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Following the sun

This article first appeared in our COP27 special issue of My Green Pod Magazine, published on 10 November 2022. Click here to subscribe to our digital edition and get each issue delivered straight to your inbox

I discovered Heliomotion solar tracking technology by complete fluke in early 2018, when I was skimming through a Scandinavian in-flight magazine.

At the time I was looking for a solar solution for my own home; my roof features gables and Velux windows and has no south-facing pitch, meaning static solar PV wasn’t an option.

In contrast, Heliomotion solar panels are fixed to a column in the ground, and move to track the sun.

As well as providing a great solution to architectural challenges, the panels deliver 30-60% more energy than roof-based panels of similar dimensions.

I had never come across Heliomotion before; the system immediately seemed like a genius idea and I wanted to buy it, but quickly discovered the technology wasn’t available in the UK.

I contacted the company headquarters in Finland and the rest is history; I joined the team and started my solar tracking career managing Heliomotion’s marketing and global business development.

Make or break

The system won Build It magazine’s Best Home Technology award at the end of 2018, but this great start was quickly overshadowed by Brexit, a two-year Covid pandemic and the termination of the government’s solar subsidy – all of which slammed the brakes on our growth potential in the domestic solar market. 

I soldiered on and won the 2020 P.E.A. Award for Energy in recognition for the work I had done to bring the technology to the UK and several other countries. Things were on the up – and early 2022 heralded a new beginning. Mask-wearing rules were dropped and the market began to pick up as normal sales activity resumed.

However in May 2022, our manufacturer in Sweden ceased production at very short notice – while I had orders placed. I had to make a huge decision: should I quit or go for it?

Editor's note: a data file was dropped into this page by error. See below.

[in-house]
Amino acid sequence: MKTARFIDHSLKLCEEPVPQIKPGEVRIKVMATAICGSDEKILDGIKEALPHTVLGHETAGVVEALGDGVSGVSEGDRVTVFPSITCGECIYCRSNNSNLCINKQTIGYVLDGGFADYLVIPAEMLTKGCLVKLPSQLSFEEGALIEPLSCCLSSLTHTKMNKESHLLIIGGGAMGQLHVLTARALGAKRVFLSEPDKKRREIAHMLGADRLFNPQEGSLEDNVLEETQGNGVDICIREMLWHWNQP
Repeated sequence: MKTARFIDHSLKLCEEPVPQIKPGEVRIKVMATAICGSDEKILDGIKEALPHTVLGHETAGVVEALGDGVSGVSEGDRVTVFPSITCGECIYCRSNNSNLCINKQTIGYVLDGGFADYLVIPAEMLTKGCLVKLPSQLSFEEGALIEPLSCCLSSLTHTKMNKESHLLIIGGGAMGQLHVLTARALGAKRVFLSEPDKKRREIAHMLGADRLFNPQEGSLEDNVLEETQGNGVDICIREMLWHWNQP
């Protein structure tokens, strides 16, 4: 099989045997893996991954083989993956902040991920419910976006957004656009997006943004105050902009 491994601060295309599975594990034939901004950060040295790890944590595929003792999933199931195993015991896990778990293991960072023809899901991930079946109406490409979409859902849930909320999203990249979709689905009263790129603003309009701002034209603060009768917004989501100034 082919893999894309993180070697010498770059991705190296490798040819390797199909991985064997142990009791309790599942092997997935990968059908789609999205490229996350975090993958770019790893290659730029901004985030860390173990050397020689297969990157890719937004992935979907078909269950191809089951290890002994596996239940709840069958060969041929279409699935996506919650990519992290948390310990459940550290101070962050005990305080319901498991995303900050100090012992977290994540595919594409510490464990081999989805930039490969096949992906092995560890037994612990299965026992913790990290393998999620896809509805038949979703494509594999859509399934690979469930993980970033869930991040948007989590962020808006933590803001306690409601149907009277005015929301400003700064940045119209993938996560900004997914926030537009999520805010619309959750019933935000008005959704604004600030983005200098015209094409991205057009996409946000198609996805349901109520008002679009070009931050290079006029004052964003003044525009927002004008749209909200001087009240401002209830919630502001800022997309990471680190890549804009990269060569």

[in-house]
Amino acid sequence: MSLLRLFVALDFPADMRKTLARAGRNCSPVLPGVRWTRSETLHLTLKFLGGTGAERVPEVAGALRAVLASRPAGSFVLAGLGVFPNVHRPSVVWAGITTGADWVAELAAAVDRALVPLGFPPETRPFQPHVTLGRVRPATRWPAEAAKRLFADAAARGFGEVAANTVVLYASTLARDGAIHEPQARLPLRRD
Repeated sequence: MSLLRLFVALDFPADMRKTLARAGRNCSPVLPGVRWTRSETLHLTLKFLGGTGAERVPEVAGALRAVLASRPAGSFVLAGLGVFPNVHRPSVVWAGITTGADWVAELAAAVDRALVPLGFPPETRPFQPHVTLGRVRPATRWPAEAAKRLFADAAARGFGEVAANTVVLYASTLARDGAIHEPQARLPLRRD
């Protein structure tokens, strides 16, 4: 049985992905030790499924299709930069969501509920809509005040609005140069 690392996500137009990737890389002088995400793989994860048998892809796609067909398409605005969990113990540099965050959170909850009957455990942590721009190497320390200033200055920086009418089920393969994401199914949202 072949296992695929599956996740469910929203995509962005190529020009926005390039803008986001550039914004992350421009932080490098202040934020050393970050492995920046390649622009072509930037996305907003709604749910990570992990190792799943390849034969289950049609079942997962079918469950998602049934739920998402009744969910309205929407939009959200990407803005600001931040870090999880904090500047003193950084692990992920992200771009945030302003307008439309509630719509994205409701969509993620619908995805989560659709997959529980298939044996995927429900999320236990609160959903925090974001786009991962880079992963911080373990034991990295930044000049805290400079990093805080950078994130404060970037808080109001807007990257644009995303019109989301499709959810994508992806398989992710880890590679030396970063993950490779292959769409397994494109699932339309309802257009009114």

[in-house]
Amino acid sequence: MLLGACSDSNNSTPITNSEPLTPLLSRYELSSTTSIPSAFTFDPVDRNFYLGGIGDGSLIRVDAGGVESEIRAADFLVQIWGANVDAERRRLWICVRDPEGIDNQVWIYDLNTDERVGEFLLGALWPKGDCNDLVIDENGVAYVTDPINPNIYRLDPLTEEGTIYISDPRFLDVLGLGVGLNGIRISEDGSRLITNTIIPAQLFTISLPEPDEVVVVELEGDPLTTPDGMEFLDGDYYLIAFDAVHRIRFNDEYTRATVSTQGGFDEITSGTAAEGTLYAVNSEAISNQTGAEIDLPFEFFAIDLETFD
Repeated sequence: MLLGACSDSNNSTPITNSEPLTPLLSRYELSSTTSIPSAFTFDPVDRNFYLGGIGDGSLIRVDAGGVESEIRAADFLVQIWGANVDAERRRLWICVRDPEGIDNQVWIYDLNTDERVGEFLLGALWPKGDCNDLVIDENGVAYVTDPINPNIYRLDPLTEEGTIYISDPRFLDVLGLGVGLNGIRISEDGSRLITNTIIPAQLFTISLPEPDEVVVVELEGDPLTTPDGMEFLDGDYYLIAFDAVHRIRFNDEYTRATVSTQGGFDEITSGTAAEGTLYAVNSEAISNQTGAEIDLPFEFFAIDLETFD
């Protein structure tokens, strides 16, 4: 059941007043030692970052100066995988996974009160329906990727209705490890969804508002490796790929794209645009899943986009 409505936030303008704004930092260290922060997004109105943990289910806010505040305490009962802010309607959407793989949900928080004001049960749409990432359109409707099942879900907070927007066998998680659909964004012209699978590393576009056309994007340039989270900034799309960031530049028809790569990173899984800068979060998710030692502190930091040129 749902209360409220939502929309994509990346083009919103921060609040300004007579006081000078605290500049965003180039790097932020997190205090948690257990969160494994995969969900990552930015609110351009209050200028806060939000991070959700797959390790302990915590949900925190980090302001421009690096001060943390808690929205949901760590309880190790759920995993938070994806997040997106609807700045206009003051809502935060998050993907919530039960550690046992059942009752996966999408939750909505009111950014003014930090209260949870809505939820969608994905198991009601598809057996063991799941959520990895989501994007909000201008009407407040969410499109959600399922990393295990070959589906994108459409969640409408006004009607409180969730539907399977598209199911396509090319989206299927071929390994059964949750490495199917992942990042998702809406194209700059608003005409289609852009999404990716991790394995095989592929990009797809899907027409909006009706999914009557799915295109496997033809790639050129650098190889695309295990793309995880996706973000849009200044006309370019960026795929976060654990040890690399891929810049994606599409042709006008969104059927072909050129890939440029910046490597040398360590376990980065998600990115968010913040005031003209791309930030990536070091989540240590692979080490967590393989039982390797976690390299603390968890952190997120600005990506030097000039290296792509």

A few short weeks of thought, planning and discussions with friends and family later, I founded a brand-new production company, Bee Solar Technology Ltd, to manufacture Heliomotion solar tracking systems and sell them globally with associated products. 

This happened at a time of global supply and logistics disruption, but we remained optimistic and found a local and very responsive family-run steel company, which managed to turn the prototype round very quickly.

We negotiated with several aluminium companies and found two that were able to supply us at a time of aluminium shortage.

We found a local fastening supplier who swung into action to help us source multiple nuts, bolts and washers, and our developer in Finland pulled out all the stops to supply control boards and sensors to meet our deadlines.

After sourcing 3D printing, stepping motors, transformers and various other components, I am proud to say that we delivered our first British-assembled systems in just under three months – a fantastic team achievement from a standing start.  

How solar tracking works

The design and technology behind solar tracking is both highly complex and beautifully simple.

The systems are heliotropic, just like sunflowers; they turn and tilt slowly from sunrise to sunset so the panels are always facing the sun at the optimal angle.

This means that they generate a great deal more electricity than static systems; in the UK it’s around 40-45% more. As a result, six panels on a tracker have the same approximate generating capacity as 10 solar panels on a roof.

Our systems are dual axis, which means as well as turning 180 degrees horizontally over the course of the day, the vertical angle of the panels alters up and down according to the position of the sun. 

They are controlled by GPS and a position sensor, so whatever the light level, they know which way they should be facing to optimise potential power generation.  When the sun dips 6º below the horizon, they start to swing back, ready for sunrise the next day.

Unlike rooftop installations, which have rails and panels that require a team of people and scaffolding, our DIY systems have been designed specifically to be installed by a single person with a willing assistant.

No lifting equipment is required as the pieces weigh no more than 30kgs, and most are considerably lighter. They can be mounted quickly using ground anchors, which we supply with a custom base plate, using a power hammer available from hire shops.

The alternative option is a cubic metre concrete plinth, though this is a far less eco solution that requires a lot of digging and a concrete mixer.